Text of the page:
Every year Shalom Achshav holds a memorial to mark the anniversary of the murder on Feb. 10, 1983 of one of its activists, Emil Grunzweig, by a right-wing extremist. This year’s ceremony took place in the midst of a high-stakes election campaign and at a time when ugly new waves of extremism are rolling through the Israeli political landscape. But this year’s event was special for a more positive reason as well. It marked the launch of the Emil Grunzweig Fellowship, a new Shalom Achshav initiative to bring more Israeli youth into the peace camp.
Funded by Canadian Friends of Peace Now, the Fellowship is awarded to student activists who have shown leadership in peace and democracy building and are committed to continuing this important work. Recipients give talks, form discussion groups and engage in other such activities on university campuses to increase support for the two-state solution among their peers.
The first recipients of the new award are Adi Berkovich, of the Hebrew University of Jerusalem, and Naor Ben Evgi, from Ben Gurion University. Adi is in her third and final year of her B.A. in sociology, while Naor is in his second year in software engineering. Both were chosen because of their personal dynamism, their demonstrated ability to influence others.
As part of the fellowship launch, Adi gave a keynote address during the Emil Grunzweig memorial, held near the site where he was killed, across the street from the Prime Minister’s residence in Jerusalem. Using excerpts from the testimony of one of the participants of the fateful 1983 demonstration, Adi vividly recounted the events of that horrific day.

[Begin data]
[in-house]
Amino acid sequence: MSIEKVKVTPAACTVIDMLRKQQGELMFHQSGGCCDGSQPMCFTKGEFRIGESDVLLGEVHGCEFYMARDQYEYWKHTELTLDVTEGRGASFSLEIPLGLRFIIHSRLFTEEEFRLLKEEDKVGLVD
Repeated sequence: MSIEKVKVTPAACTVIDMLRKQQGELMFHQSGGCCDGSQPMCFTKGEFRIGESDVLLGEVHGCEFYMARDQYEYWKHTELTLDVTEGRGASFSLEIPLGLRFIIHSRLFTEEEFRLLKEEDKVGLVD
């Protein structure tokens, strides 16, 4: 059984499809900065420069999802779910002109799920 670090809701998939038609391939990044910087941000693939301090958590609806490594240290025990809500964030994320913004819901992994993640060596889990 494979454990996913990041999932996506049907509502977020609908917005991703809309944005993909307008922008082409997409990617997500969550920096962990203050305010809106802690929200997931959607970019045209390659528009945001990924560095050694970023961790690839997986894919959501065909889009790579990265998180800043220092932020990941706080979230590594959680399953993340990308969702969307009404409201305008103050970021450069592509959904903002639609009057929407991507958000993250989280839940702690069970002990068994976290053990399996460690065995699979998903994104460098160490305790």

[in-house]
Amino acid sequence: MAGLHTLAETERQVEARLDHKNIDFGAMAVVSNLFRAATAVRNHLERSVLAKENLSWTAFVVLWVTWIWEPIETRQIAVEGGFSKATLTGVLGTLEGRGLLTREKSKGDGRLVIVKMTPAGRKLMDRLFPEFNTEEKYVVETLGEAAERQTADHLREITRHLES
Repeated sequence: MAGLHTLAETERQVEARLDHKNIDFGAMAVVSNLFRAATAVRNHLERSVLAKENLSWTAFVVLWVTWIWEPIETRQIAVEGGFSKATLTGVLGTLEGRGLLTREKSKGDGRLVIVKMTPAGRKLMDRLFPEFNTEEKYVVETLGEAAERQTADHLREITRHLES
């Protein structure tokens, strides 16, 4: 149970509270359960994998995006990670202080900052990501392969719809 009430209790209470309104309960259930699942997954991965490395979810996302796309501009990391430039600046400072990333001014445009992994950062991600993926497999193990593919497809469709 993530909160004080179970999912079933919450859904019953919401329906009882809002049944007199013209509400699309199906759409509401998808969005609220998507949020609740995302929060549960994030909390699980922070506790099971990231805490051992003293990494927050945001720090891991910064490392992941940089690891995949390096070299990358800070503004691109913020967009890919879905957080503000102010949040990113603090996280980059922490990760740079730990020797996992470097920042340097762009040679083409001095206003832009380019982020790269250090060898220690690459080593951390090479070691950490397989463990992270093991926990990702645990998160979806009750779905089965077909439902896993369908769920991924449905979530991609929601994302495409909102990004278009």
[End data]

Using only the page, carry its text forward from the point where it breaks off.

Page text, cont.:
Grunzweig met his death when a militant ultra-nationalist lobbed a grenade into the peaceful Shalom Achshav crowd. But other casualties resulted from this terrorist incident as well, and the violence was not confined to that perpetrated by a lone attacker. In fact, as soon as the demonstration left Zion Square in Jerusalem, organized groups of counter protesters assailed the peace marchers with ugly taunts and threats, and also blows. The marchers refused to be drawn into a brawl, proceeding on to the square opposite the Prime Minister’s residence to call for compromise with the Palestinians. And then the air was rent by a sickening explosion. Emil was instantly killed. Nine others suffered severe injuries.
One of the most chilling passages of Adi’s speech was the reference to Rabbi Meir Kahane, who was on the scene at that same demonstration, inciting his followers to violence. Adi quoted the eye-witness, Shulamit Hareven, who said:
“Rabbi Kahane…I see him…he is now inciting his men and shouting that the marchers are traitors, a knife in the back of the people.”
Fast forward from 1983 to 2019. Shortly after Adi Bercovitch gave her speech warning of the horrors of right-wing fanaticism, Prime Minister Netanyahu brokered a deal that could potentially bring Kahane’s disciples into the Knesset. With Netanyahu’s help, the Kahanists have merged with other far rightists and this new party has been promised important cabinet positions should Netanyahu form the next government.
In the face of Israel’s rising right-wing tide, Shalom Achshav continues to be a voice of reason, moderation and hope. The movement tirelessly spreads its message that the only way to ensure a secure, peaceful, democratic Israel is through a two-state solution to the conflict with the Palestinians. Adi Bercovitch and Naor Ben Evgi are examples of a new generation that is taking up the torch Emil Grunzweig was so cruelly forced to drop.